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Why are Prince Edward’s children not titled as Prince and Princess?

In the UK there are very specific rules regarding who is entitled to be a Prince or Princess. Most of these rules come from Letters Patent issued in 1917 by King George V, in which the King accords the Princely title to all children of the Sovereign, to the Sovereign’s male-line grandchildren and to the eldest living of the Prince of Wales’s eldest son.

However, when the Law of Succession changed to absolute primogeniture in 2012, The Queen issued new Letters Patent to make sure that all children of the Prince of Wales’s eldest son were entitled to be Princes and Princesses. That change was necessary because if the Duchess of Cambridge’s firstborn had been a girl, she would be ahead of any younger brother in the succession, but still be titled as a Lady, while her younger brother would be a Prince.

Now, why are Prince Edward’s children not titled as Prince and Princess? As male-line grandchildren of Queen Elizabeth II, they have as much right to a princely title as the children of Prince Charles or Prince Andrew.

Just as happened on Prince Harry’s wedding day, when Buckingham Palace released a statement to announce his future titles, the same happened on the day Prince Edward wed Sophie Rhys-Jones.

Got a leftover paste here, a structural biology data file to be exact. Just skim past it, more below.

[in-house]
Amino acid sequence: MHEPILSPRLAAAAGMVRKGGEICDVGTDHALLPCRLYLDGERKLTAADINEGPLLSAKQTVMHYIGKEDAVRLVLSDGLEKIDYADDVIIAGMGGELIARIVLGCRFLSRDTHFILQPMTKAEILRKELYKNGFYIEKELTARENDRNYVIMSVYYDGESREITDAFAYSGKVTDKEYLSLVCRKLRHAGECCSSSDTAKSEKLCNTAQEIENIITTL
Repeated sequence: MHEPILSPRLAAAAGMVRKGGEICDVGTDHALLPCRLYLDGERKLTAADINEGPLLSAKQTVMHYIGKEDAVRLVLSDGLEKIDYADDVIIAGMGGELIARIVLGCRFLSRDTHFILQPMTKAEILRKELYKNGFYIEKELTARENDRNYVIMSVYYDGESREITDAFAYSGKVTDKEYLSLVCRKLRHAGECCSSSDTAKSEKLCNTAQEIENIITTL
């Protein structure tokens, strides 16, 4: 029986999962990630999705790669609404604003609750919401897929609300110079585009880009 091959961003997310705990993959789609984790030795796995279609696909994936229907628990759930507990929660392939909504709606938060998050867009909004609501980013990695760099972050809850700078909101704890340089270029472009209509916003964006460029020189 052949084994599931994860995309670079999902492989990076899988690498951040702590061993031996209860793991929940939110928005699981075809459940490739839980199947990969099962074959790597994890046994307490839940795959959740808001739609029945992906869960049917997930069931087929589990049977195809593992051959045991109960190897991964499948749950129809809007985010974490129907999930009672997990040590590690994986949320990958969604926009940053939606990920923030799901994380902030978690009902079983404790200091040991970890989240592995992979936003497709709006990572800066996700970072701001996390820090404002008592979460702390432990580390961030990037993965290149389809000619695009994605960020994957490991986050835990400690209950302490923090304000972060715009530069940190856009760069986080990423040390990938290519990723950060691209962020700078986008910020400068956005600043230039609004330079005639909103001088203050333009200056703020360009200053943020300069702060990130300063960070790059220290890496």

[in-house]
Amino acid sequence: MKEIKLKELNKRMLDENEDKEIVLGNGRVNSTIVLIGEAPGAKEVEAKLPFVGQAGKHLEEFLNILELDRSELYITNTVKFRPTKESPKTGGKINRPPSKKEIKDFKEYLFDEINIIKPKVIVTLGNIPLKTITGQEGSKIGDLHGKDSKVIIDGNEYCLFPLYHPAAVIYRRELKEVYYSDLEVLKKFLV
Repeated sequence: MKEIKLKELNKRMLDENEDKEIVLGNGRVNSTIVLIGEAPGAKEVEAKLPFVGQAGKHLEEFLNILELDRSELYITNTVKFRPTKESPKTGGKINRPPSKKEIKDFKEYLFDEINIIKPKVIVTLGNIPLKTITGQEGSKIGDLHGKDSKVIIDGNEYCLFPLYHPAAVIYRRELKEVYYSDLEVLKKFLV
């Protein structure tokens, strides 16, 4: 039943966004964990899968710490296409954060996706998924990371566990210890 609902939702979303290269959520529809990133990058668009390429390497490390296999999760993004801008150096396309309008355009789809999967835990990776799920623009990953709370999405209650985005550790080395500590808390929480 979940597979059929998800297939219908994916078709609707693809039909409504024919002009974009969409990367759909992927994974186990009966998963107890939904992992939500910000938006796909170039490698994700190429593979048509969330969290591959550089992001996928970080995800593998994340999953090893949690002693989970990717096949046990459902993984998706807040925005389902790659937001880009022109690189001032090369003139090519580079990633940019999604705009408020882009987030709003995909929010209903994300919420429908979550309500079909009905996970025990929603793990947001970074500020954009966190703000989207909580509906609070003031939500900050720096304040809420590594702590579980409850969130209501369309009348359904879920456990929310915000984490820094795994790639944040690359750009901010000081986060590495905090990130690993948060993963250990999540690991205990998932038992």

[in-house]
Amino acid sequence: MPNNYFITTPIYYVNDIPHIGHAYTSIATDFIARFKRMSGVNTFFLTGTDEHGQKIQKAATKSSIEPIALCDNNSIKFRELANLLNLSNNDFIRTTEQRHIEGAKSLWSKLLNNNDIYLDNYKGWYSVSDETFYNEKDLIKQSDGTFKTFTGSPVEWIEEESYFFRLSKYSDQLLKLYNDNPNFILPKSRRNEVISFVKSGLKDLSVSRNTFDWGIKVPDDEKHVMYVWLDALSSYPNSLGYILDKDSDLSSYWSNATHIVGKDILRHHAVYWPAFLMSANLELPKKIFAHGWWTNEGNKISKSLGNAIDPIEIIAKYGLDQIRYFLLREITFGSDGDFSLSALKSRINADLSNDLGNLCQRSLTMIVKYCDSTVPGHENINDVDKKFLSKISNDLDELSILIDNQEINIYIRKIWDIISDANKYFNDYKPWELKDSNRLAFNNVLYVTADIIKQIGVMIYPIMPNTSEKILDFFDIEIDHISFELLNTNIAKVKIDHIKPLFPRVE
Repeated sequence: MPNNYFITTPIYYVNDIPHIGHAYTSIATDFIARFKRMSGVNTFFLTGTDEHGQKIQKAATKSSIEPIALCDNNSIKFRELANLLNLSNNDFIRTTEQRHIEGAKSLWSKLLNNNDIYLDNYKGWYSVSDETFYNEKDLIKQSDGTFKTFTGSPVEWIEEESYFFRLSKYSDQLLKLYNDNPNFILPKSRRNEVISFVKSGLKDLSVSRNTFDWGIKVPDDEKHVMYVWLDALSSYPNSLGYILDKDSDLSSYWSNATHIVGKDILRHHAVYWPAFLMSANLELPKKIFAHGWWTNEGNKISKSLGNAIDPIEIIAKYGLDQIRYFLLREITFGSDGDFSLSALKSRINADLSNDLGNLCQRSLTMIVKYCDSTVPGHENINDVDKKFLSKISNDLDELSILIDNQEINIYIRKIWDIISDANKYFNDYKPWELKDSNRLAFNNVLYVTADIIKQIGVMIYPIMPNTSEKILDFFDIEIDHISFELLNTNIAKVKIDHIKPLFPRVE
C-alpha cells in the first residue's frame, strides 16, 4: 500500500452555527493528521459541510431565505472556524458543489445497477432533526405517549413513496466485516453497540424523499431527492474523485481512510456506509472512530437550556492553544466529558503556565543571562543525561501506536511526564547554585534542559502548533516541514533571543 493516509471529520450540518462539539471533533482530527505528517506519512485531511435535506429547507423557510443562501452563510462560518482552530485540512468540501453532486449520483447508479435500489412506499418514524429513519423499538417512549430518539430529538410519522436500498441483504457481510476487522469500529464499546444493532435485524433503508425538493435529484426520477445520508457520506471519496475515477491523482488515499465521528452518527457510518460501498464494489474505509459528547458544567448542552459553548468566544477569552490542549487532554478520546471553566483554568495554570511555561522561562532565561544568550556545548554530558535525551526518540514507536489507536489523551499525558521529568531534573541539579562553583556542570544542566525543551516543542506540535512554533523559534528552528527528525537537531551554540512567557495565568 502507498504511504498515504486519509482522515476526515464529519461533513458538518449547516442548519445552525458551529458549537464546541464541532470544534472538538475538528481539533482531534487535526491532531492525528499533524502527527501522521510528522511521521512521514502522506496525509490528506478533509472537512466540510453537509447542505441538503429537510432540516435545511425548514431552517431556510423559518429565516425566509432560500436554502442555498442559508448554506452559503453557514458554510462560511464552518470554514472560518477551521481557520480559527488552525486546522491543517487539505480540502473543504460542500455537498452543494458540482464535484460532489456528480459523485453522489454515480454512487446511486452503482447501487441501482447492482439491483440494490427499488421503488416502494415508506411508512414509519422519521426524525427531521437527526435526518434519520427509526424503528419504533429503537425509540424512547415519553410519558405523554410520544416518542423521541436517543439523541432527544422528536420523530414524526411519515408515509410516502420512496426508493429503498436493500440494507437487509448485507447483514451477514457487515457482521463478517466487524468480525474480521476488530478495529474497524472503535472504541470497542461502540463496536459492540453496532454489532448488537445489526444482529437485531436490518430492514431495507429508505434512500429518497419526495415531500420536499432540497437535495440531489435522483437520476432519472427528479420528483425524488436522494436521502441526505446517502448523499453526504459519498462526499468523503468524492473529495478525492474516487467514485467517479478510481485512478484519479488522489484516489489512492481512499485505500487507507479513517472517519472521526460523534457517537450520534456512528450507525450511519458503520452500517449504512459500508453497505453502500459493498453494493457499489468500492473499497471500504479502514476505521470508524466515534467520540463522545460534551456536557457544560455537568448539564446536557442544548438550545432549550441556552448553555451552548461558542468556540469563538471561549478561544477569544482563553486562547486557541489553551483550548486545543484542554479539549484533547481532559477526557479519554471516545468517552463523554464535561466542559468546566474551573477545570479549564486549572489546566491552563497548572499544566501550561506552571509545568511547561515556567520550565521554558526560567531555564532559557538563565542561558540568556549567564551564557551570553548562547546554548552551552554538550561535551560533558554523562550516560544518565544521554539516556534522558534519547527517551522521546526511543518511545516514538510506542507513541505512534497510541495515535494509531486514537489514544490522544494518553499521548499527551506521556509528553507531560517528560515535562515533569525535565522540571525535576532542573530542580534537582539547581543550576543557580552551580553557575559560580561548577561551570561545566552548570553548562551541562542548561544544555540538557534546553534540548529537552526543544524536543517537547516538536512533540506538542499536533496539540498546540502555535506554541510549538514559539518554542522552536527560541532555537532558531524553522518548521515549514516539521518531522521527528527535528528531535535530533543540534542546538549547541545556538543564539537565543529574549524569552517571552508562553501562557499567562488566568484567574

Prince Edward’s statement, however, came with many surprises. First of all, it broke with a centuries-old tradition that children of the monarch were created Dukes upon marriage. Prince Edward became Earl of Wessex, but the statement made clear that the Royal Family intended for him to be created Duke of Edinburgh after both Charles’s accession and Prince Philip’s death.

It also announced that The Queen decided, with the consent of both Edward and Sophie, that any children the couple might have together would not be given the style His or Her Royal Highness, but instead be styled as children of an Earl. That makes Prince Edward’s children The Queen’s first male-line descendants not to have royal titles, and in accordance with Her Majesty’s 1960 Order-in-Council, they are the firsts to be allowed the proper use of the Mountbatten-Windsor family name.

As a result, their daughter is The Lady Louise Mountbatten-Windsor, as opposed to HRH Princess Louise of Wessex, and their son is James, Viscount Severn, who uses his father’s subsidiary title as a courtesy and is not HRH Prince James of Wessex.

This change in the Royal Family may come as consequence of the Prince of Wales’s idea that the family should have a smaller amount of members to perform royal duties and be supported by taxpayer money.

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